Kernel Samepage Merging

KSM is a memory-saving de-duplication feature, enabled by CONFIG_KSM=y, added to the Linux kernel in 2.6.32. See mm/ksm.c for its implementation, and and

The userspace interface of KSM is described in Kernel Samepage Merging



A few notes about the KSM scanning process, to make it easier to understand the data structures below:

In order to reduce excessive scanning, KSM sorts the memory pages by their contents into a data structure that holds pointers to the pages’ locations.

Since the contents of the pages may change at any moment, KSM cannot just insert the pages into a normal sorted tree and expect it to find anything. Therefore KSM uses two data structures - the stable and the unstable tree.

The stable tree holds pointers to all the merged pages (ksm pages), sorted by their contents. Because each such page is write-protected, searching on this tree is fully assured to be working (except when pages are unmapped), and therefore this tree is called the stable tree.

The stable tree node includes information required for reverse mapping from a KSM page to virtual addresses that map this page.

In order to avoid large latencies of the rmap walks on KSM pages, KSM maintains two types of nodes in the stable tree:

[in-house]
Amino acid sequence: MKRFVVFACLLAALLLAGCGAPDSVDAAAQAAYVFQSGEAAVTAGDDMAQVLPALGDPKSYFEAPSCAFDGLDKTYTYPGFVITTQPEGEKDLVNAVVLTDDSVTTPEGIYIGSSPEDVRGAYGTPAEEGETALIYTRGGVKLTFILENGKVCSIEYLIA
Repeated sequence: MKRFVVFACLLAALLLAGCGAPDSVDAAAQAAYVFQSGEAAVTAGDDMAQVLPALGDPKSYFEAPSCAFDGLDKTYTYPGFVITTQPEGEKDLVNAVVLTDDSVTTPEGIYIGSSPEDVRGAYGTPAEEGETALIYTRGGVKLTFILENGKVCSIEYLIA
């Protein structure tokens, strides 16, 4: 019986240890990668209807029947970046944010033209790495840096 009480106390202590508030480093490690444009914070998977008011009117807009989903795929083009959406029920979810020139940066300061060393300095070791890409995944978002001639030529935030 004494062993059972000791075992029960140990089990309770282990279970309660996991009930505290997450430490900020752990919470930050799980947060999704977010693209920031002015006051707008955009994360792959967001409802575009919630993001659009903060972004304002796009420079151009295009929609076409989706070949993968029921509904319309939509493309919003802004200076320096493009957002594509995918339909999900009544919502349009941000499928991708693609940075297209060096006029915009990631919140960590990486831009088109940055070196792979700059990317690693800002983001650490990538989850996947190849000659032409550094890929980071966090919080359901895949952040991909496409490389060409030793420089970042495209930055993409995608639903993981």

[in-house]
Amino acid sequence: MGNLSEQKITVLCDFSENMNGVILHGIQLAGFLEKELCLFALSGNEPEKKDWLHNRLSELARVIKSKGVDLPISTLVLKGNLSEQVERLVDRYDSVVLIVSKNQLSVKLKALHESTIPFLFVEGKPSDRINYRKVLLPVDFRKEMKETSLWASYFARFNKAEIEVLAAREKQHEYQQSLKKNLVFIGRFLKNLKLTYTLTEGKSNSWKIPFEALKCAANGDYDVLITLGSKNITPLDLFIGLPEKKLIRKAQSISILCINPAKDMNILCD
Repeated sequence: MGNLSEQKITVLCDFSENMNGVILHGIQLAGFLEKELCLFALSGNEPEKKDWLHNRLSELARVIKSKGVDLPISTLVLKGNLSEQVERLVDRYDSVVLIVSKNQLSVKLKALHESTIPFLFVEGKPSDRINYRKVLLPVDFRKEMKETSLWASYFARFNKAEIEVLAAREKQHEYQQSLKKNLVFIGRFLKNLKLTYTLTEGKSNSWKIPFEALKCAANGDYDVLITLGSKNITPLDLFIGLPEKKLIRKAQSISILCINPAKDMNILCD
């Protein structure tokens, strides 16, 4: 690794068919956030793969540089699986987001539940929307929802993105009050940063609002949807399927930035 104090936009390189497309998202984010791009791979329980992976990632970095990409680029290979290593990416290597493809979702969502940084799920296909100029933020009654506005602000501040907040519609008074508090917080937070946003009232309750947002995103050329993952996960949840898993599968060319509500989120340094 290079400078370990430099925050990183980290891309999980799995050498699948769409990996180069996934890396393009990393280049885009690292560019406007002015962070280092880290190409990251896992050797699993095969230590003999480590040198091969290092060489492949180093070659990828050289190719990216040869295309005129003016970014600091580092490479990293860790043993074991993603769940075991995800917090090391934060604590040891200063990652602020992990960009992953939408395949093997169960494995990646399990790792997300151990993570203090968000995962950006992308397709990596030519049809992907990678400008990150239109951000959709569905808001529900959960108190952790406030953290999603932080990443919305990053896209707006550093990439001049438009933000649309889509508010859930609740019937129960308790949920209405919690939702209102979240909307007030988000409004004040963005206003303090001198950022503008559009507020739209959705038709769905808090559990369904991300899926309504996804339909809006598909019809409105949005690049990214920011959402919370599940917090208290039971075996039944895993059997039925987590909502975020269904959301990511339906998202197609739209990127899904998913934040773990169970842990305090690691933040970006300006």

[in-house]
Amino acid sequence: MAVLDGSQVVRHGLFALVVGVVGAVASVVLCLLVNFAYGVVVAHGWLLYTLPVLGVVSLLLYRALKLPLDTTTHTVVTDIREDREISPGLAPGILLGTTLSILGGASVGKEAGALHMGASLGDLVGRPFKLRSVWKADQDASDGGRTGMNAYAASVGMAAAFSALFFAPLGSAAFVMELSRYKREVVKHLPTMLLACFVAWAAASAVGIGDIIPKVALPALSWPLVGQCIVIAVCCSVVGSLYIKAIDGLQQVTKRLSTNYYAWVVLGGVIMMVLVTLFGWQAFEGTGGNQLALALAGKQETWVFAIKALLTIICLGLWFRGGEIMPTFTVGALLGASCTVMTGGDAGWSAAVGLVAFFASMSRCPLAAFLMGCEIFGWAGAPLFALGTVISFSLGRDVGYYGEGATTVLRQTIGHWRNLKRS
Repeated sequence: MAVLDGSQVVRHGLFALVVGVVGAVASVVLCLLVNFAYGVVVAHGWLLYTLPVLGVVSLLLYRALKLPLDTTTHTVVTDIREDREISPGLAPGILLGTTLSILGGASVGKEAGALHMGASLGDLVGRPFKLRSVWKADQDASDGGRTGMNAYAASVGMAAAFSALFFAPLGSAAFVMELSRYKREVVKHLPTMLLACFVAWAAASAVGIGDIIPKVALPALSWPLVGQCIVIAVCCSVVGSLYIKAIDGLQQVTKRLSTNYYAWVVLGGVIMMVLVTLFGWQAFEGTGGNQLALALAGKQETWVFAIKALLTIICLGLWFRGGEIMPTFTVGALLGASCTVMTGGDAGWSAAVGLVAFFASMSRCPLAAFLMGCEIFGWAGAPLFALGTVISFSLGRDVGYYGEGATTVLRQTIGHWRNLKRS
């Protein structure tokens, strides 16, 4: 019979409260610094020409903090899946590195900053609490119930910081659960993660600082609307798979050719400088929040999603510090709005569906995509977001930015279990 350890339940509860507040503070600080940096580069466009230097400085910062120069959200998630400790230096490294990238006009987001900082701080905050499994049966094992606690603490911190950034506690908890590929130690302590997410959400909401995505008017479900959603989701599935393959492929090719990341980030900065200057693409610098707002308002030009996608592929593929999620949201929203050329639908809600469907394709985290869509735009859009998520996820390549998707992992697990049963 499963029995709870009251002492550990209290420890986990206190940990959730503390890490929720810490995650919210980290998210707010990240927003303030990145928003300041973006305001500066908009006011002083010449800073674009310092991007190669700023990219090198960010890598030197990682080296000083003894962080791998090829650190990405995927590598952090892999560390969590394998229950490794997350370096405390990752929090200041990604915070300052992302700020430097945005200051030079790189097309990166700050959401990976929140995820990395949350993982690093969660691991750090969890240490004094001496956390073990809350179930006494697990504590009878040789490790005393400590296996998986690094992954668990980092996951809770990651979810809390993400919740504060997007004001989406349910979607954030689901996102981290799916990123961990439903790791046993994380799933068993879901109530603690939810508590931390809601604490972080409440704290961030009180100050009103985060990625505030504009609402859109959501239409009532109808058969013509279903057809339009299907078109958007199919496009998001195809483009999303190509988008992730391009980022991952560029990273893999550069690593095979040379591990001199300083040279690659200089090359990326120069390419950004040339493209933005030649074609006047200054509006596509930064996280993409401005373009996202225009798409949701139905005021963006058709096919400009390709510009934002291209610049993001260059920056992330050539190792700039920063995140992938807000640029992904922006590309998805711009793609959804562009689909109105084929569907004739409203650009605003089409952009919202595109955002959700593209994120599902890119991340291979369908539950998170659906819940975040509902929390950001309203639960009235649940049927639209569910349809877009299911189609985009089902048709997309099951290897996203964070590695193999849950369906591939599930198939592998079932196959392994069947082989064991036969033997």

• the regular nodes that keep the reverse mapping structures in a linked list

  • the “chains” that link nodes (“dups”) that represent the same write protected memory content, but each “dup” corresponds to a different KSM page copy of that content

Internally, the regular nodes, “dups” and “chains” are represented using the same struct ksm_stable_node structure.

In addition to the stable tree, KSM uses a second data structure called the unstable tree: this tree holds pointers to pages which have been found to be “unchanged for a period of time”. The unstable tree sorts these pages by their contents, but since they are not write-protected, KSM cannot rely upon the unstable tree to work correctly - the unstable tree is liable to be corrupted as its contents are modified, and so it is called unstable.

KSM solves this problem by several techniques: